E.g. the perfect method could evaluate every possible argument, sum all of them, and then decide. The approximate method can evaluate a least biased sample of the arguments, sum them, and then decide, whereas the method that tries to match the perfect method the most would sum all available arguments. If you could convince an agent that the latter is 'most rational' (which may be intuitively appealing because it does resemble the perfect method the most) and is what should be done, then in a complex subject where agent does not itself enumerate all arguments, you can feed arguments to that agent, biasing the sum, and extract profit of some kind.

Comment author: Jade 09 April 2013 11:46:14AM 3 points [-]
Comment author: Nornagest 05 May 2013 08:00:35PM 0 points [-]

That seems to be behind what I suspect is a paywall, except that the link I'd expect to solicit me for money is broken. Got a version that isn't?

Comment author: gwern 05 May 2013 11:12:24PM 4 points [-]

It's going through a university proxy, so it's just broken for you. Here's the paper: http://dl.dropboxusercontent.com/u/85192141/2013-denison.pdf

Comment author: David_Gerard 02 April 2013 12:33:45PM *  3 points [-]

(Which reminds me: we don't talk anywhere near enough about computational complexity on LW for my tastes. What's up with that? An agent can't do anything right if it can't compute what "right" means before the Sun explodes.)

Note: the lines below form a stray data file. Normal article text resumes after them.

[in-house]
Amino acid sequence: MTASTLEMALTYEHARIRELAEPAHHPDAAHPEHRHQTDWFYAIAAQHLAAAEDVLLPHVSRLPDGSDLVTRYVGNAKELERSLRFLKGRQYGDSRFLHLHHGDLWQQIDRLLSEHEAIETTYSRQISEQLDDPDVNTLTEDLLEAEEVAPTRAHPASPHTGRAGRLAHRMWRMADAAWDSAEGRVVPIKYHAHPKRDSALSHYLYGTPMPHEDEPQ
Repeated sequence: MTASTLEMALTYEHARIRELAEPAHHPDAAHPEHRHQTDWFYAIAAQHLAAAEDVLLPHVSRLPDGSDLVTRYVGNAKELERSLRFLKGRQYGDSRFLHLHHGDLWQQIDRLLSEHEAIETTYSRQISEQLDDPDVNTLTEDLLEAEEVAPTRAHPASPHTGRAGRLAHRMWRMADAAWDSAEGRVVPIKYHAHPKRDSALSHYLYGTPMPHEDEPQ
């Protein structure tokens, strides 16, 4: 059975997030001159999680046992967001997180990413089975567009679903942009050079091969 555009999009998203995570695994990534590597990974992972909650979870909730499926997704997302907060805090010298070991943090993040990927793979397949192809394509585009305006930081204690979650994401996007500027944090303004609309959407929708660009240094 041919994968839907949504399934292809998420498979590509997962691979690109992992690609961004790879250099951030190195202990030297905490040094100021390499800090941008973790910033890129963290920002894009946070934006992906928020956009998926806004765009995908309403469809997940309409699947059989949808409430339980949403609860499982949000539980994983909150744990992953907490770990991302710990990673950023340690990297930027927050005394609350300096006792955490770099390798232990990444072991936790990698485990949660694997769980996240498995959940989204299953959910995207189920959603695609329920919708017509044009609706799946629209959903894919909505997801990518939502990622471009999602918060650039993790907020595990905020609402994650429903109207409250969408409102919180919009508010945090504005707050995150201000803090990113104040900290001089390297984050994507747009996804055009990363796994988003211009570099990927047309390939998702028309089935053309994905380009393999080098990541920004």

I spent a large chunk of Sunday and Monday finally reading Death Note and came to appreciate how some people on LW can think that agents meticulously working out each other's "I know that you know that I know" and then acting so as to interact with their simulations of each other, including their simulations of simulating each other, can seem a reasonable thing to aspire to. Even if actual politicians and so forth seem to do it by intuition, i.e., much more in hardware.

Comment author: jooyous 03 April 2013 12:54:46AM *  3 points [-]

Have you ever played that thumb game where you stand around in a circle with some people and at each turn show 0, 1 or 2 thumbs? And each person takes turns calling out a guess for the total number of thumbs that will be shown? Playing that game gives a really strong sense of "Aha! I modeled you correctly because I knew that you knew that I knew ..." but I never actually know if it's real modeling or hindsight bias because of the way the game is played in real time. Maybe there's a way to modify the rules to test that?

Comment author: TheOtherDave 03 April 2013 04:36:24AM 7 points [-]

I once spent a very entertaining day with a friend wandering around art exhibits once, with both of us doing a lot of "OK, you really like <i>that</i> and <i>that</i> and <i>that</i> and you hate <i>that</i> and <i>that</i>" prediction and subsequent correction.

One thing that quickly became clear was that I could make decent guesses about her judgments long before I could articulate the general rules I was applying to do so, which gave me a really strong sense of having modeled her really well.

One thing that became clear much more slowly was that the general rules I was applying, once I became able to articulate them, were not nearly as complex as they seemed to be when I was simply engaging with them as these ineffable chunks of knowledge.

I concluded from this that that strong ineffable sense of complex modeling is no more evidence of complex modeling than the similar strong ineffable sense of "being on someone's wavelength" is evidence of telepathy. It's just the way my brain feels when it's applying rules it can't articulate to predict the behavior of complex systems.

Comment author: TheOtherDave 02 April 2013 03:02:04PM 2 points [-]

This kind of explicit modelling is a recurring fictional trope.